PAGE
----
But the triumphalist air which surrounded his homecoming — when Solskjaer’s side laboured to overcome Newcastle for 80 minutes — always seemed overblown. This is still a team without a top-class holding midfielder or right-back.
Jadon Sancho, the £73m summer signing, is yet to convince, despite Ronaldo’s return providing him with useful shade from the limelight.
This is also a team with a manager who fails to convince as an elite operator in his words or actions.
These next eight games are big for Solskjaer. But imagine the numbers United would do on social if they ever sacked him.
FAIR DO TO FANS
WHEN Tottenham played Arsenal in a pre-season friendly, Spurs fans gave Bukayo Saka an impressive standing ovation, following the abuse the Gunner suffered in the wake of his Euro 2020 penalty miss.
And before Sunday’s North London derby, the minute’s applause to mark the death of Spurs’ greatest goalscorer Jimmy Greaves was utterly wholehearted.
Perhaps this says something about two of football’s undoubted good guys.
But perhaps it should remind the authorities that the vast majority of football supporters are decent folk.
And that they should be treated as such — free to stand safely, and drink beer, during matches.
YES, we can all turn up our noses at the investment from questionable Middle Eastern regimes, which have funded the rise of Manchester City and Paris Saint-Germain.
But let’s not pretend these were two Mickey Mouse clubs before the money rolled in — City had 30,000 crowds for third-tier matches and PSG v Marseille was always the biggest club match in France.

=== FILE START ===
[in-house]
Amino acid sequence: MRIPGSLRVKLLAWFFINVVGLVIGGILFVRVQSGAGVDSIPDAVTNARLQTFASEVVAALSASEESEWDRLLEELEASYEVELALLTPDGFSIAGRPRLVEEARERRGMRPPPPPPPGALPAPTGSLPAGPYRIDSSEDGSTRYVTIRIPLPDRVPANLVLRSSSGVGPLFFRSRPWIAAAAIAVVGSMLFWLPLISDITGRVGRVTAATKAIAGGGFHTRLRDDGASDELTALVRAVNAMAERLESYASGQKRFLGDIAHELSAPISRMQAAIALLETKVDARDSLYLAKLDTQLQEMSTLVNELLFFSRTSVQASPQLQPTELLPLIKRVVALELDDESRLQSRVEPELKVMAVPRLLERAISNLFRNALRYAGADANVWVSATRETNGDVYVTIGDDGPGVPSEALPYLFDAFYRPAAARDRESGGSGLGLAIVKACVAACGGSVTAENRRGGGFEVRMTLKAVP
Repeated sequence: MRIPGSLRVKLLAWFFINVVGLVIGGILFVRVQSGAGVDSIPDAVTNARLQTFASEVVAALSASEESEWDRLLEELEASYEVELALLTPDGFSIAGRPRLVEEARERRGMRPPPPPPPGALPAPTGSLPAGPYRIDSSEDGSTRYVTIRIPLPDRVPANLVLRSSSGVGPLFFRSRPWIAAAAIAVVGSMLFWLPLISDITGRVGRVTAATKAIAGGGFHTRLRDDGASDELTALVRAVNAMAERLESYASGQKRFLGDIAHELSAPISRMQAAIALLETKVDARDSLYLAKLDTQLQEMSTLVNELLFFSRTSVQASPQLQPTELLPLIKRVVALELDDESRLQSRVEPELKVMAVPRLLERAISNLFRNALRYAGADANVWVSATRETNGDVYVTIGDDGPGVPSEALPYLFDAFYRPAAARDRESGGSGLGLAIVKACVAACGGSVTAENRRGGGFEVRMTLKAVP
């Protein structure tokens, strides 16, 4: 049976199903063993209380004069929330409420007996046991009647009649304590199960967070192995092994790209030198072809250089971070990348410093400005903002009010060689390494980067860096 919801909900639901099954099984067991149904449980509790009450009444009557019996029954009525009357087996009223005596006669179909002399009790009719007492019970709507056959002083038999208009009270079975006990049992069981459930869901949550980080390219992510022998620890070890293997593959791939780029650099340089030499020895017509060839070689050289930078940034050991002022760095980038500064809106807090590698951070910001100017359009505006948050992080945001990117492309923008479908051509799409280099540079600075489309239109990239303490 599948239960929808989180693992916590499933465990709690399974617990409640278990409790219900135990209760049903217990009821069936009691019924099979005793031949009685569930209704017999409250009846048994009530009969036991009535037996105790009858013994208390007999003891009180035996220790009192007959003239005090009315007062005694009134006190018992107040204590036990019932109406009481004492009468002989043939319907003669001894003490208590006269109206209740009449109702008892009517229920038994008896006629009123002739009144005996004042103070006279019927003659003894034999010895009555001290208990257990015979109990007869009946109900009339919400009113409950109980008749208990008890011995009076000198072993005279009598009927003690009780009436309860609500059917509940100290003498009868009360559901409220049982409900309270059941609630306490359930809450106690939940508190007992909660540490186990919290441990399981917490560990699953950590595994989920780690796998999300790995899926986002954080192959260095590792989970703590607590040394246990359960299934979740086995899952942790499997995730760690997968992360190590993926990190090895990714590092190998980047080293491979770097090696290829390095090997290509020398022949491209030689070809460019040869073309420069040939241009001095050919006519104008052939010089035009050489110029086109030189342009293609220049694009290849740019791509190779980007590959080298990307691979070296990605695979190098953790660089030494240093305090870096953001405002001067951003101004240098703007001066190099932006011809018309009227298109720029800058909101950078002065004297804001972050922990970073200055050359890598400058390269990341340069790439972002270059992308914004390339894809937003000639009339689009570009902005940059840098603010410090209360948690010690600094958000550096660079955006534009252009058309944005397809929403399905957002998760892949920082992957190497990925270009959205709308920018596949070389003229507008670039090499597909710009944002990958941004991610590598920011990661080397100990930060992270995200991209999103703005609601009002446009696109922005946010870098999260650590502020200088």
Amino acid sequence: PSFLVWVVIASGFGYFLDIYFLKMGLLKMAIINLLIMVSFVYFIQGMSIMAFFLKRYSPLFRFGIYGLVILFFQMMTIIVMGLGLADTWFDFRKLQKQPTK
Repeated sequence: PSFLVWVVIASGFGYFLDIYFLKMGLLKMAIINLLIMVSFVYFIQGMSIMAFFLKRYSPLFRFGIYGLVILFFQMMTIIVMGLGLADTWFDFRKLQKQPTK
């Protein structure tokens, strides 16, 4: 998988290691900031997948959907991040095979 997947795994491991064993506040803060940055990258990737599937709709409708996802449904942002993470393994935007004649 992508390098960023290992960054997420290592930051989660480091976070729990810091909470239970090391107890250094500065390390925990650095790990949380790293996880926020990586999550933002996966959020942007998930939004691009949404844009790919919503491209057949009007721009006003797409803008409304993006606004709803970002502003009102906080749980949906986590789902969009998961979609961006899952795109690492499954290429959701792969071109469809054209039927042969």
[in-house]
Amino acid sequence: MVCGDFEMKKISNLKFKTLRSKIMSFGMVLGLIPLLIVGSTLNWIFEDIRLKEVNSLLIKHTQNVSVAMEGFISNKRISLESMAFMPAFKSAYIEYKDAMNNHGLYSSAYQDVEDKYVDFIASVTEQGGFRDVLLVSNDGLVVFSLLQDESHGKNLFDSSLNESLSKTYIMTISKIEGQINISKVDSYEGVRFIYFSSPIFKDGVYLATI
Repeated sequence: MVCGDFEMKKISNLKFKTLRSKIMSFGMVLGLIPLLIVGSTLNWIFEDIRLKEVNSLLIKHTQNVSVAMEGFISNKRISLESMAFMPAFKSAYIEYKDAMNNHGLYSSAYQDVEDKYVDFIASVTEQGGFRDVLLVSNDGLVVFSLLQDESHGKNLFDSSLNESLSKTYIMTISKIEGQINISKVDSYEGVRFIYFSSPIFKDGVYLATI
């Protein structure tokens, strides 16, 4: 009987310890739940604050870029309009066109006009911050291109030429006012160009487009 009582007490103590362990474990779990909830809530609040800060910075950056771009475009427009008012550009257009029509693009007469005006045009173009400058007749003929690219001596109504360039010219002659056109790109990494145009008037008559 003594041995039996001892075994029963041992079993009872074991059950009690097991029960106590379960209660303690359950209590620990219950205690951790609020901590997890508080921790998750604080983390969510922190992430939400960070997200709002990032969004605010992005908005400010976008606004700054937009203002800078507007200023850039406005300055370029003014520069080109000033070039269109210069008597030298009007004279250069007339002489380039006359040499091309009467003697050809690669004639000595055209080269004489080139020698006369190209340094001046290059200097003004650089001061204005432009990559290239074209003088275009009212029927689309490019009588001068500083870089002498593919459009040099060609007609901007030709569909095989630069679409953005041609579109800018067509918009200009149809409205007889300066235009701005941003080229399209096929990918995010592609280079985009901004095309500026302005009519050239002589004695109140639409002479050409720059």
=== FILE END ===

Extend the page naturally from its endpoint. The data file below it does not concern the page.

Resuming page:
Enjoying Pep Guardiola’s entertainers taking on Lionel Messi, Neymar, Kylian Mbappe and Co tonight, and being concerned about ruthless ‘sportswashing’ regimes, should not be mutually exclusive.
UNDER Nuno ‘Dispirito’ Santo, Tottenham have let in three goals in the final 14 minutes at Crystal Palace, three goals in the second half against Chelsea and three goals in 22 minutes at Arsenal.
This is the pattern of a team lacking motivation and unity.
Sunday’s opponents Aston Villa appear polar opposites.
CANU DO THE JOB?
EMMA RADUCANU admits she had a ‘tough conversation’ with coach Andrew Richardson when the 18-year-old Brit sensation sacked him.
That’s hardly surprising, as the decision came just a mere fortnight after her phenomenal US Open triumph at New York’s Flushing Meadows.
And if masterminding the single most astonishing achievement in British sporting history isn’t enough to keep you in a job, then let’s not hear any more from football managers talking about unrealistic pressures.
APART from the magnificent Oleksandr Usyk, the other winner from Saturday night at White Hart Lane was the venue itself.
Tottenham’s newish home looks impressive enough when hosting football matches but, under lights for a big fight, the place looked, and sounded, spectacular.
It was just a shame that crowd favourite Anthony Joshua — who fought the Ukrainian underdog Usyk under the Spurs-inspired banner ‘Dare To Do’ — didn’t dare to do anywhere near enough.
WE always imagine the Sunday singles at the Ryder Cup to be one of the most gripping and dramatic days in the sporting calendar.
Yet only two of the last nine contests between Europe and America’s finest have been remotely close.
And only one of the last eight have produced an away victory.
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TUCH AND GO
JUST as Pep Guardiola should never have gone into the Champions League final against Chelsea without a holding midfielder, neither should Thomas Tuchel have faced Manchester City on Saturday with three of them.
Tuchel was more willing than Pep to admit his mistakes.
And he surely won’t bench Kai Havertz again for a big game.